Andy Murray has won singles gold for the second Olympics in a row.
While the 2012 run was relatively comfortable – even the 7-5,7-5 semi against Novak felt reassured compared to matches we’ve watched since – the 2016 was anything but. An easy couple of rounds were followed by massive scares when playing Fabio Fognini and Steve Johnson. Still, he pulled through – and an easy semi against Kei Nishikori was followed by a nervy final four-set victory over Juan Martin Del Potro.
Del Potro is an amazing story – he beat Djokovic in the first round, then Rafael Nadal in the semi-final, and surpassing his bronze from London in the process. He was knackered going into the final, but didn’t let that stop him from giving Andy a huge test. I believed he would win, but he fell (just) short.
(And boy, what a final it was. I didn’t watch it – instead I followed it on live scores unable to sleep. The fourth set was just hell. They exchanged breaks, with Del Potro the first to consolidate one. That led to a painful game at 5-4, especially with the many long rallies that were happening. Somehow Andy won, and I’m still not sure how.)
But, last night was history for Andy Murray.
On a day when Great Britain continued to exceed expectations at this wonderful Olympics, Murray secured second place in the medals table, at least overnight.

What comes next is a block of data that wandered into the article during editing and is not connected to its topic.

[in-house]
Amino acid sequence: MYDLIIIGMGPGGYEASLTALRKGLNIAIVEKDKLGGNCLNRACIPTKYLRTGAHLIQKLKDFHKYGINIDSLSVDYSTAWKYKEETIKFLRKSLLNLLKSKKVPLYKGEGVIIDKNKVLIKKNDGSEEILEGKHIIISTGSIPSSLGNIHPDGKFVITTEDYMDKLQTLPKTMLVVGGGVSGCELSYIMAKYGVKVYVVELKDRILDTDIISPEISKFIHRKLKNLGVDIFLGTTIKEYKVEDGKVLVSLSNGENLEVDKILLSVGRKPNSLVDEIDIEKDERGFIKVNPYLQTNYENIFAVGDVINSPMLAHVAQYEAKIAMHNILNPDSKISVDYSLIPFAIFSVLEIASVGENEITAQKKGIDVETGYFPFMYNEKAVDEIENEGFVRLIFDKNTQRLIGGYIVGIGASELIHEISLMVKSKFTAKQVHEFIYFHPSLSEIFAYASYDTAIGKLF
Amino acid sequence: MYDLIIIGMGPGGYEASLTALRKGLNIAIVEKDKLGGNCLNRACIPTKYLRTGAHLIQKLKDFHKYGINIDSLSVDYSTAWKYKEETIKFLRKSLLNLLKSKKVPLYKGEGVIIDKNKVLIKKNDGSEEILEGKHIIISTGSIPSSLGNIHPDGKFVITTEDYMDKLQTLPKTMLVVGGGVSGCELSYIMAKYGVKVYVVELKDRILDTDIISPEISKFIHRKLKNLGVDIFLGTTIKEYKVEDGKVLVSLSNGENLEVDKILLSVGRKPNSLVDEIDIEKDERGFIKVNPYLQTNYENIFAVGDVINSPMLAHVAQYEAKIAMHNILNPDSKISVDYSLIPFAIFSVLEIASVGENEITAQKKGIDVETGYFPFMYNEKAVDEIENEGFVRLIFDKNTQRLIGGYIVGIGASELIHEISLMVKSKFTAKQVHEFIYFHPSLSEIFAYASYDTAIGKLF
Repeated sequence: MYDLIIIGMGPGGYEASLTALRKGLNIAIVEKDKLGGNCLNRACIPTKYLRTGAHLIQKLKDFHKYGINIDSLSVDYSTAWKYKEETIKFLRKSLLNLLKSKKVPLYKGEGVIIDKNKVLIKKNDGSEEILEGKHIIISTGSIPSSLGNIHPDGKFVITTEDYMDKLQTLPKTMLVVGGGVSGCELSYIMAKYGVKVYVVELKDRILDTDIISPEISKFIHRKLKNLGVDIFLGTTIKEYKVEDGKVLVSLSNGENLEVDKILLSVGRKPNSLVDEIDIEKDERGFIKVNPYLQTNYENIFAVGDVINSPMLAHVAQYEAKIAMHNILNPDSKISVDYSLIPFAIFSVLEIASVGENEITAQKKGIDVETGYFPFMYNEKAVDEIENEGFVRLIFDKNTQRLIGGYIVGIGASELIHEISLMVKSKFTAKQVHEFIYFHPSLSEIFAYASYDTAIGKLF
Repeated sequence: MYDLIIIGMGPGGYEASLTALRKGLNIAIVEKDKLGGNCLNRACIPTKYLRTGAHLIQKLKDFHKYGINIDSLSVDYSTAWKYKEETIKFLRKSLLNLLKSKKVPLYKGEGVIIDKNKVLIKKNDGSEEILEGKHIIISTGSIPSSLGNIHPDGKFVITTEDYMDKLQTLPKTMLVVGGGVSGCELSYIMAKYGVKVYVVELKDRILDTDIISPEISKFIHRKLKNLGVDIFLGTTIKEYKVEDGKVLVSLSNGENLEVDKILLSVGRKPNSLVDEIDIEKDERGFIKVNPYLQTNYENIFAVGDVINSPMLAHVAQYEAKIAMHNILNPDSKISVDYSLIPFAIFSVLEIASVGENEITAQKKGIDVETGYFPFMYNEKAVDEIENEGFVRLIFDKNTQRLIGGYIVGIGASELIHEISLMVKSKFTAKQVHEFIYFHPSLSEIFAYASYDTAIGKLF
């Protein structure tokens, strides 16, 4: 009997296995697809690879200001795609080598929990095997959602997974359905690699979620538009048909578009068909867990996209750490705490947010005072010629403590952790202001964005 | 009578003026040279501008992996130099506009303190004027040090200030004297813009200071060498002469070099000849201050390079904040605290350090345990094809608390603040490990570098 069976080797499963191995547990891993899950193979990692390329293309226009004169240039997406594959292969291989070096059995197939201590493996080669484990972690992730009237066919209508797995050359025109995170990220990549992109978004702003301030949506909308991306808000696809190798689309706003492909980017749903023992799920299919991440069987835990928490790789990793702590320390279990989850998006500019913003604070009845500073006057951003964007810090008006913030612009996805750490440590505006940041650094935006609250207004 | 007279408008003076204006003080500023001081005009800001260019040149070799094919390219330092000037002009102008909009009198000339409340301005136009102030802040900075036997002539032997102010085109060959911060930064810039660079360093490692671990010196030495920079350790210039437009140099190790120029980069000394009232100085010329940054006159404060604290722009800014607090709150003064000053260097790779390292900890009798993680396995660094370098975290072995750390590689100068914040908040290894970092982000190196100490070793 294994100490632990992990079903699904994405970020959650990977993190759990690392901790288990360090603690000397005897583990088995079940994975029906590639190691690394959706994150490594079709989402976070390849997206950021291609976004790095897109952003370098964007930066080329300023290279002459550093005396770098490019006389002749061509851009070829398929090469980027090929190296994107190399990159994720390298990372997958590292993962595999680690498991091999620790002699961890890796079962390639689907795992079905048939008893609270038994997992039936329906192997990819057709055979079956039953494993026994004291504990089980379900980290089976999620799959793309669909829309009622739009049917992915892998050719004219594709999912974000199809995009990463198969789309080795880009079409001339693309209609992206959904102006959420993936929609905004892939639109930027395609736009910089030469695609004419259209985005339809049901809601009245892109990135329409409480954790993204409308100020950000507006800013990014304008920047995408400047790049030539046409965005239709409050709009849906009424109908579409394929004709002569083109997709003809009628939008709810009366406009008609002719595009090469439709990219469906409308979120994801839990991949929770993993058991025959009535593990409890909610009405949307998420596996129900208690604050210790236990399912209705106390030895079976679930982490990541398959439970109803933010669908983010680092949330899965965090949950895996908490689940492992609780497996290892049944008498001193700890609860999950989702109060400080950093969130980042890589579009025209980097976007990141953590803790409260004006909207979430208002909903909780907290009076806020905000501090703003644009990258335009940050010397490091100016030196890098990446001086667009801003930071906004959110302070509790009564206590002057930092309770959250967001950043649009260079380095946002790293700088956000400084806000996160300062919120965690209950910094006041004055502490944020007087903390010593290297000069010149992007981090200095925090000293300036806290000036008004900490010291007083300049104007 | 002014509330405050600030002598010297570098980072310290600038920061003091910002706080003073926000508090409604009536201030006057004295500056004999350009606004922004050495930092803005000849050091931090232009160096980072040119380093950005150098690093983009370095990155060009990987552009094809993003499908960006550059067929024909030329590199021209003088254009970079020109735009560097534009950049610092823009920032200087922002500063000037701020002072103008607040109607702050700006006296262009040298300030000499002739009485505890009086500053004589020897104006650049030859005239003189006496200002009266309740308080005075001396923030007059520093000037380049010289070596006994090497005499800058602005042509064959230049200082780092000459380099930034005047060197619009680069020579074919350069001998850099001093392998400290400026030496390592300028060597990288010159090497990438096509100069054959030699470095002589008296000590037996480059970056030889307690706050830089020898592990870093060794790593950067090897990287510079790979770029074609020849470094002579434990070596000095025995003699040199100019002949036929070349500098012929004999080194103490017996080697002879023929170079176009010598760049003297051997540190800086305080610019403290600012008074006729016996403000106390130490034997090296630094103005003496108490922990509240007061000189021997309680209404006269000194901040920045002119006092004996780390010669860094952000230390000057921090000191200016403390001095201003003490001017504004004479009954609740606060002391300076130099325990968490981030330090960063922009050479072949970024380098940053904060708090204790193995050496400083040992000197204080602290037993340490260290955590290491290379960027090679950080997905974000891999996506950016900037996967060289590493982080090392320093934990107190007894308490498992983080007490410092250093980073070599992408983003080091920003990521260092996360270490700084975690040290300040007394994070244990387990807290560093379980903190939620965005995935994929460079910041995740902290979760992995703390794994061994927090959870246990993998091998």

For Andy personally, he’s just become the first tennis player to win two singles titles at the Olympics.
(And yes, John Inverdale made it sound like he was the first player ever to win two gold medals at the Olympics and yes, Andy Murray’s response was fantastic. Inverdale made a mistake, that’s all. He has flaws, but stop hounding him for a slip of the tongue.)
In an era when Andy has reached landmarks second, third, fourth, that is such a huge achievement. It’s a record which is his own and no-one can ever take that from him.
In an era when Andy has had to settle for second best in so many events, he’s found a field which he loves, and he can dominate.
Andy has always said the Olympics defines his career. His first round loss to Lu in Beijing inspired him to improve his fitness and dedication. His 2012 gold led to four years in which he has secured 3 Grand Slams and is starting to knock on the door for the World Number 1.
His 2016 effort? Well, it’s too early to say.
However, I’m starting to believe that as good as Andy’s individual career is, he’s going to be remembered for his efforts when competing for Great Britain.
He’s wonderful when for himself, he’s inspired when for country.